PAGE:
Sunday, June 26, 2011

Summer Begins

In the last week or so, the rainy season has morphed into full-blown summer, and every day feels like a sticky, stifling sauna. But even though the summer heat in Japan still takes me by surprise, there are so many things happening that it's hard not to get excited.
Earlier in the week, we were discussing a possible trip to the beach to make up for a trip several weeks earlier that had been canceled due to rain. This time, again the weather report was calling for rain, along with possible thunderstorms and an approaching typhoon. We decided to take our chances.
The week progressed, our lives stayed busy, and we failed to make any definite plans, until late Friday afternoon, the topic of fireflies came up. I'd seen them once before in Kochi and also remembered reading somewhere that June is the month to see them. Realizing we only had one week of June left, I hopped on Google and soon had a trip to ホタル見公園" planned out.
We left around midday and drove north to Miyoshi on the Chuugoku expressway. It took us around an hour and 1900 yen to get there. The first order of business after arriving was to get some food. I drove all over the place looking for a supermarket, but apparently people in Miyoshi don't need groceries all that much. I finally found a co-op and grabbed something from the meager fare. From there we had a look on the map, and decided to go to 尾関山公園 "Ozeki Yama Park," where we feasted on our lunch, and the mosquitos feasted on us.
As the day started to grow late, we decided to go find our fireflies and again set out on the road.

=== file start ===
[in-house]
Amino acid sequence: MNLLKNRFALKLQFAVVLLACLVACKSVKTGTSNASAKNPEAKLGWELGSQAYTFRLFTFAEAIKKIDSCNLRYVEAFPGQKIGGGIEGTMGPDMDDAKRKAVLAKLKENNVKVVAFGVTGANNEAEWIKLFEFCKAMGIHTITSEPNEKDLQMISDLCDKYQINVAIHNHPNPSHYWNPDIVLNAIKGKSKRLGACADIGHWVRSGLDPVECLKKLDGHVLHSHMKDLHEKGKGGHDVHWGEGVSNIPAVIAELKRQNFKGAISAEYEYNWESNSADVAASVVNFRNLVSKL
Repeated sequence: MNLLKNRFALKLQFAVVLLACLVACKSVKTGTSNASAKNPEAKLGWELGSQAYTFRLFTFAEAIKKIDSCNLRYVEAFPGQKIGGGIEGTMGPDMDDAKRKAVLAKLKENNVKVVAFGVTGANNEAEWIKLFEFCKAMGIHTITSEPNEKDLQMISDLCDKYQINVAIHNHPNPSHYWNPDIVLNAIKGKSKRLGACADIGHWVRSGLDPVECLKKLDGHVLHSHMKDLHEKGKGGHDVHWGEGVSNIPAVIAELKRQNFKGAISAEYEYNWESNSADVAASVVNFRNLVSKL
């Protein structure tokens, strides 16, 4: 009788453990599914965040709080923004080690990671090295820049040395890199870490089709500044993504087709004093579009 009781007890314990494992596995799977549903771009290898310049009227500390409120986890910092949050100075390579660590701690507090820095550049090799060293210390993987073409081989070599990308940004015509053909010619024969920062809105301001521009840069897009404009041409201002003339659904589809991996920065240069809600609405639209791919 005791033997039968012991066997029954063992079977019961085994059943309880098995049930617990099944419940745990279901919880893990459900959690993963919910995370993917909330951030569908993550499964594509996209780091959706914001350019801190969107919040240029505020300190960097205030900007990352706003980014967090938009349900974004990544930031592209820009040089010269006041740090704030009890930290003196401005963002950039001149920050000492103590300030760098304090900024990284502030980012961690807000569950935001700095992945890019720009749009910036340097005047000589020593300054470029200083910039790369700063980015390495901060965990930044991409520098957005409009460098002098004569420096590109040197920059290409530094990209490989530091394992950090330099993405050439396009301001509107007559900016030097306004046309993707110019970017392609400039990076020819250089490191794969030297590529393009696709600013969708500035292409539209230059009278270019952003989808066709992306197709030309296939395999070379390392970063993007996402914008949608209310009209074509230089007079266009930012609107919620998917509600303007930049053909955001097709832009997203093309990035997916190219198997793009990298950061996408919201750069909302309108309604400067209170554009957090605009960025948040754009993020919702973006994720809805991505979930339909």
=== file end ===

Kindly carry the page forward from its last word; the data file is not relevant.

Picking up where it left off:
Driving north on route 54 (then 62 and eventually 39) took us past incredible views of newly planted rice fields bordered by lush walls of vegetation. Every inch of usable land along valley floors has, I'm sure, but cultivated for centuries, until now, the areas all look very flat, with mountains suddenly shoot straight up towards the sky. The brilliant green of the new rice plants combined with the densely forested mountains creates a truly stunning view. Living in the city, it's easy to forget just how beautiful Japan can be.
We finally got to the general vicinity of where the firefly park was supposed to be, but I hadn't seen any signs. Passing an onsen, I decided to stop and ask. I inquired at the reception desk with a bored-looking who seemed happy for the distraction. She told me how to get to the park, but then said "The park is just about ten minutes away, but in fact, if you go up this road here, Kimita town is having their firefly festival tonight. I recommend that over the park. "
It goes without saying that we headed off toward the firefly festival.

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